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A bill called the Shop Safe Act of 2020 currently being considered by Congress aims to curb the perennial problem of counterfeit goods being sold through e-commerce marketplaces.
The bill, which has been introduced to the House of Representatives by a bipartisan group of legislators, would shift liability for phony sales onto the owners of the marketplace websites, according to Engadget. Were the bill to become law, online marketplace platforms would be required to vet sellers for legitimacy, remove counterfeit listings and take more proactive steps to prevent the appearance of counterfeit products on-site.
Selling counterfeit goods via e-commerce marketplace channels has become a big business in numerous verticals. A report from the New York Times late last year alleged that Amazon.com not only facilitates the sale of bootleg books through its marketplace but also through its CreateSpace self-publishing platform.
Up in the higher price range, counterfeiters, often based outside the U.S., have taken to knocking off designer apparel and footwear to sell online, just as they long have done offline. The products attract frugal shoppers who either knowingly or unknowingly end up buying knockoffs positioned as the real thing on Amazon.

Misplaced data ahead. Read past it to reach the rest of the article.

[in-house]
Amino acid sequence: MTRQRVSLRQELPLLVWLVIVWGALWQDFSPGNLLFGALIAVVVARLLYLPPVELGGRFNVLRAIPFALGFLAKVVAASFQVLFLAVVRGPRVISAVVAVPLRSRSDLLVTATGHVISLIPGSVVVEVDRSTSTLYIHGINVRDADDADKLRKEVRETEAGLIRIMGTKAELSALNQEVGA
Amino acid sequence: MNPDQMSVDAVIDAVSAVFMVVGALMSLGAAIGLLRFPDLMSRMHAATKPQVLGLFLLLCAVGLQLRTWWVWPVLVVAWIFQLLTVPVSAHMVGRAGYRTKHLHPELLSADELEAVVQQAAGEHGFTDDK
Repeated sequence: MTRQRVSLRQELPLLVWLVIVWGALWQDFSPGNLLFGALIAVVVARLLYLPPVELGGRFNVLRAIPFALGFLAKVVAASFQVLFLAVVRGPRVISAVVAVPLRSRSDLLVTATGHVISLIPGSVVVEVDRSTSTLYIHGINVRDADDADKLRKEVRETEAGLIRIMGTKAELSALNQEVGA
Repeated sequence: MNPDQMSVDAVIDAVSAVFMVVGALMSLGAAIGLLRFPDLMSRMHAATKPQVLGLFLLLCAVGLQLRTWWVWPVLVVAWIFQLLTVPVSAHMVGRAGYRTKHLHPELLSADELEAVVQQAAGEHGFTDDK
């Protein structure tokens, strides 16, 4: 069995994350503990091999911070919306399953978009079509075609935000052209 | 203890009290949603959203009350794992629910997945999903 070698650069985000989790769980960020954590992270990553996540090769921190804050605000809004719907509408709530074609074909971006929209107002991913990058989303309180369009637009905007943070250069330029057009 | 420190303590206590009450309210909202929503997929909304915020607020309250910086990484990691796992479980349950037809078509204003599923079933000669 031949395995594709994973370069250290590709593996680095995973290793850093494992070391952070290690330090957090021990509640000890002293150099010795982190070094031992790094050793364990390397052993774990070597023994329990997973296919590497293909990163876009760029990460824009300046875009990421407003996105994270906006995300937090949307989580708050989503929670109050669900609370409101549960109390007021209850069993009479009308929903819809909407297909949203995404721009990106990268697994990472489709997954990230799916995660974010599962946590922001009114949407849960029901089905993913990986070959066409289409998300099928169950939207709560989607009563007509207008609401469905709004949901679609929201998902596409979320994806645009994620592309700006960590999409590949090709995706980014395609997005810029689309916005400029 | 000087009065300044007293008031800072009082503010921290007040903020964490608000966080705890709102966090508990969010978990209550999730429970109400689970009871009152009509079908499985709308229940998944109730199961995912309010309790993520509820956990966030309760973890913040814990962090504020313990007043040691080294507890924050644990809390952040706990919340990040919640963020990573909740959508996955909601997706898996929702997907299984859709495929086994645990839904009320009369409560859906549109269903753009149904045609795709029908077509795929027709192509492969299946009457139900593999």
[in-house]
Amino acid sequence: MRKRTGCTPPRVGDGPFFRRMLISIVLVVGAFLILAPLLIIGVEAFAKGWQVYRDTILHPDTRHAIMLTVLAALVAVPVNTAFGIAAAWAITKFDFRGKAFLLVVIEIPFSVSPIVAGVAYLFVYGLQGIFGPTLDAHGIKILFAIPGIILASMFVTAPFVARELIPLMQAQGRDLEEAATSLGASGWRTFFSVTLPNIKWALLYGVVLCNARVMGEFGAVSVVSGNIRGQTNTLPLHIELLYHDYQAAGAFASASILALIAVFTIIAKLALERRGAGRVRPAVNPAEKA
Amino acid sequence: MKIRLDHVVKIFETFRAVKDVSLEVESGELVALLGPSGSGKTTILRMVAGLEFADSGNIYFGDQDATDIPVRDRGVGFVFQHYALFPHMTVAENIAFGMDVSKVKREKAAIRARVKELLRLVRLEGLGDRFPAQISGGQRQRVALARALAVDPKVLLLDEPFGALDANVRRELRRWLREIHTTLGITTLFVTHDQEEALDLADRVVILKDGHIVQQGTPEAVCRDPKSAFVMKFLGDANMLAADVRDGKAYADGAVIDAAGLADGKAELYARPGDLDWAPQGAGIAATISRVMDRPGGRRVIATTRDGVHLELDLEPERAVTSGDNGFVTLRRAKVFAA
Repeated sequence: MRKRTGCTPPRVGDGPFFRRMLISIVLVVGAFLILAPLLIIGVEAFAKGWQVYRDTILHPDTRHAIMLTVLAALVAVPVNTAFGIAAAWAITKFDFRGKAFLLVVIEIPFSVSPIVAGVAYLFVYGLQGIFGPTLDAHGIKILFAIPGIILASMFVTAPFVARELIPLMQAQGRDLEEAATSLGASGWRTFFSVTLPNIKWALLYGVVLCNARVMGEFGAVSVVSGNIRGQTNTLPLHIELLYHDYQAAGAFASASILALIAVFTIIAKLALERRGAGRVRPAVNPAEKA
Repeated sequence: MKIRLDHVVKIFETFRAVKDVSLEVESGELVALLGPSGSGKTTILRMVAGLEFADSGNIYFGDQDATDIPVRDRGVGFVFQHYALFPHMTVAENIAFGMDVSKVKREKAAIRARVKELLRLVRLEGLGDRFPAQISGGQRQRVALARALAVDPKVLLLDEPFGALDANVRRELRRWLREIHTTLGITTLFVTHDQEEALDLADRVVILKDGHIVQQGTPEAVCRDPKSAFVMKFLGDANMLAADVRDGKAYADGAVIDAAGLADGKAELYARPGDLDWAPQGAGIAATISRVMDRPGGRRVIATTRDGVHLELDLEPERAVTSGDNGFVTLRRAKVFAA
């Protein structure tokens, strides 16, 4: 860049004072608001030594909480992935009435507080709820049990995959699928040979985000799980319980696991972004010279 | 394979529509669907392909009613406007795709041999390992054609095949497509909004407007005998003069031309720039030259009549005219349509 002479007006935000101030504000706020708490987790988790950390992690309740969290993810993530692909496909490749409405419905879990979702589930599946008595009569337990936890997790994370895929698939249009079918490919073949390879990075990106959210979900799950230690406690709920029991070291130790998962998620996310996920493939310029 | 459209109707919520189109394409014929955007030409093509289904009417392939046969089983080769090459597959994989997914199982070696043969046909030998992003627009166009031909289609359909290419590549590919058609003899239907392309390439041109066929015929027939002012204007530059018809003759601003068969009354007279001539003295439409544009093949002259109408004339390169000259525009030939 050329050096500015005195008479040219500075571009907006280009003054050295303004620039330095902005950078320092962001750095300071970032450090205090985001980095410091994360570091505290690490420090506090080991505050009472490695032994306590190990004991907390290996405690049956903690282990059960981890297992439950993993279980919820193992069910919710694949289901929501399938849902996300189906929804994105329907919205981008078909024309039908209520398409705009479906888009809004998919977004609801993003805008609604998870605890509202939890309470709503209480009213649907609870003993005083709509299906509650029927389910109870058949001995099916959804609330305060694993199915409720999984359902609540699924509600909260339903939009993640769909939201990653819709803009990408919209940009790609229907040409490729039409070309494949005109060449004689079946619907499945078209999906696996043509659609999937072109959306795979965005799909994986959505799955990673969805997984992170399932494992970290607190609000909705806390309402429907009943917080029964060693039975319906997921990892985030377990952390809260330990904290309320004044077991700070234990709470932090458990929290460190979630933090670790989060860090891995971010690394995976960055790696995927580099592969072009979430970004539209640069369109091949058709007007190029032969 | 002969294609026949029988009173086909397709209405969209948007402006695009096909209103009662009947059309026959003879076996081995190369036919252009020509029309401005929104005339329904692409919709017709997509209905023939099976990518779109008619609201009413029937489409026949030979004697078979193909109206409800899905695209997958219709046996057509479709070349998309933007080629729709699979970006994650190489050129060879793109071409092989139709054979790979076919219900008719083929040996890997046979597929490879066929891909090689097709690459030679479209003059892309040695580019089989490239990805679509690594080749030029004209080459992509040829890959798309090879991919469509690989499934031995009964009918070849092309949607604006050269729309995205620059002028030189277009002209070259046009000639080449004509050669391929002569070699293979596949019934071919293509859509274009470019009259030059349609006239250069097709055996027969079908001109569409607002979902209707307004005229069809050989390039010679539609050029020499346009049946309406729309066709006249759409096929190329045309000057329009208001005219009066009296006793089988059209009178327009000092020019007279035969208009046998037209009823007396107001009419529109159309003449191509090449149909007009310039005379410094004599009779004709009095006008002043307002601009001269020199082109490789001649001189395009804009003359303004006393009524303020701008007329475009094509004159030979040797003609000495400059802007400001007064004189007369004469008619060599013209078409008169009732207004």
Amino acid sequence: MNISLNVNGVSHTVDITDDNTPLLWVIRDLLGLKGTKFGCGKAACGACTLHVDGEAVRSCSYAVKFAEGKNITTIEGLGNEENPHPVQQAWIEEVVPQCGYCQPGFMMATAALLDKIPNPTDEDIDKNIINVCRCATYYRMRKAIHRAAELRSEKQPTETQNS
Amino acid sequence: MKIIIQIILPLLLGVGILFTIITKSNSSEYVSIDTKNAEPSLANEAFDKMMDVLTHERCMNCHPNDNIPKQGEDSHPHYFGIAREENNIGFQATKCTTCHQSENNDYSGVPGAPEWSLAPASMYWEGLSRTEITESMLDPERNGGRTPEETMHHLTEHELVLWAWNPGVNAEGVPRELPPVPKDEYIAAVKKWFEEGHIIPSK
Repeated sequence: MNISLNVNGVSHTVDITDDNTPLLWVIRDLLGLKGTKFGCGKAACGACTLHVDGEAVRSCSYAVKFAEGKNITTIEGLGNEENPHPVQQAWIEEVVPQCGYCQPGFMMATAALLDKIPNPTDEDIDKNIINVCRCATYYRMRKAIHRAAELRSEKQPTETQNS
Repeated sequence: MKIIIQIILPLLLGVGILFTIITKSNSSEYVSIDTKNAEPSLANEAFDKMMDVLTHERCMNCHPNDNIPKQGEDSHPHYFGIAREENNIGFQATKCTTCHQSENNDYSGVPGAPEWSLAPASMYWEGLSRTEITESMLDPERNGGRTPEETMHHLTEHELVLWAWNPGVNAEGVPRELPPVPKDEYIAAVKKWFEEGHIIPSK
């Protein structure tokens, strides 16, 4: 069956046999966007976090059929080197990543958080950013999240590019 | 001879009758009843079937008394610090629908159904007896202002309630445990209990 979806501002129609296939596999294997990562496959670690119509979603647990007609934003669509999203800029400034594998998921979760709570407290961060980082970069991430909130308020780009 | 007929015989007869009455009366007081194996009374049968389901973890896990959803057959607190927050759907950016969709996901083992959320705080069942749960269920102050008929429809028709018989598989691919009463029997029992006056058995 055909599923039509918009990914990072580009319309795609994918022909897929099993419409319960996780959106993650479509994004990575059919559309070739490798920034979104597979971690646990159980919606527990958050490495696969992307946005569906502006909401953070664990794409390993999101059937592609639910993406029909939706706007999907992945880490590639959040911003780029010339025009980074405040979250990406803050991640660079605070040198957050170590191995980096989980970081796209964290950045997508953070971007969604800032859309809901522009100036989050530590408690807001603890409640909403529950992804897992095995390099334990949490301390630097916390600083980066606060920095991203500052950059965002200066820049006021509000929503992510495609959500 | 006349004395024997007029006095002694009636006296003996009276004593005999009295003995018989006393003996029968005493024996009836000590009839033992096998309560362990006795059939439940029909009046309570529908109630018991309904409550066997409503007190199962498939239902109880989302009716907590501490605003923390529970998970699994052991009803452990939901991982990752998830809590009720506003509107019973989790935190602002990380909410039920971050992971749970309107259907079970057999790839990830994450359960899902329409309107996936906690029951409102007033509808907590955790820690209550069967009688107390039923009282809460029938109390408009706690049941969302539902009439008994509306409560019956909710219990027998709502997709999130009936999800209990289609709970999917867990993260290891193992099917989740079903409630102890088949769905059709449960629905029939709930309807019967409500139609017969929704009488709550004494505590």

The House bill is not the first recent gesture politicians have made to crackdown on the sale of counterfeit goods in the U.S. via e-commerce marketplaces.
In January, the Trump administration announced that the Department of Homeland Security (DHS) would begin levying fines and other penalties against third-party marketplaces dealing in counterfeit goods.
With more than three million sellers having joined Amazon’s third-party marketplace just since 2017, according to a Feedback Express infographic, it would seem that the e-commerce titan would be the business most significantly inconvenienced by demands for scrupulous vetting of sellers.
Amazon, in a statement given to CNBC, claimed that it prohibits counterfeits and has been actively fighting to stop bad actors.
Other big retailers like Walmart and, more recently, Target, have launched their own third-party marketplaces and may want to move cautiously as they build out their operations in light of the House Bill or any other forthcoming restrictions.
- Bipartisan bill would make e-commerce platforms liable for counterfeit goods – Endgadget
- A new bill could make e-commerce companies liable for counterfeits sold on their platforms – CNBC
- Counterfeit books vex Amazon – RetailWire
- Is Trump declaring war on counterfeits or Amazon and other e-marketplaces? – RetailWire
- Why are Millennials apparently addicted to Chinese knockoffs? – RetailWire
- Amazon Has 1,029,528 New Sellers This Year (Plus Other Stats) – Feedback Express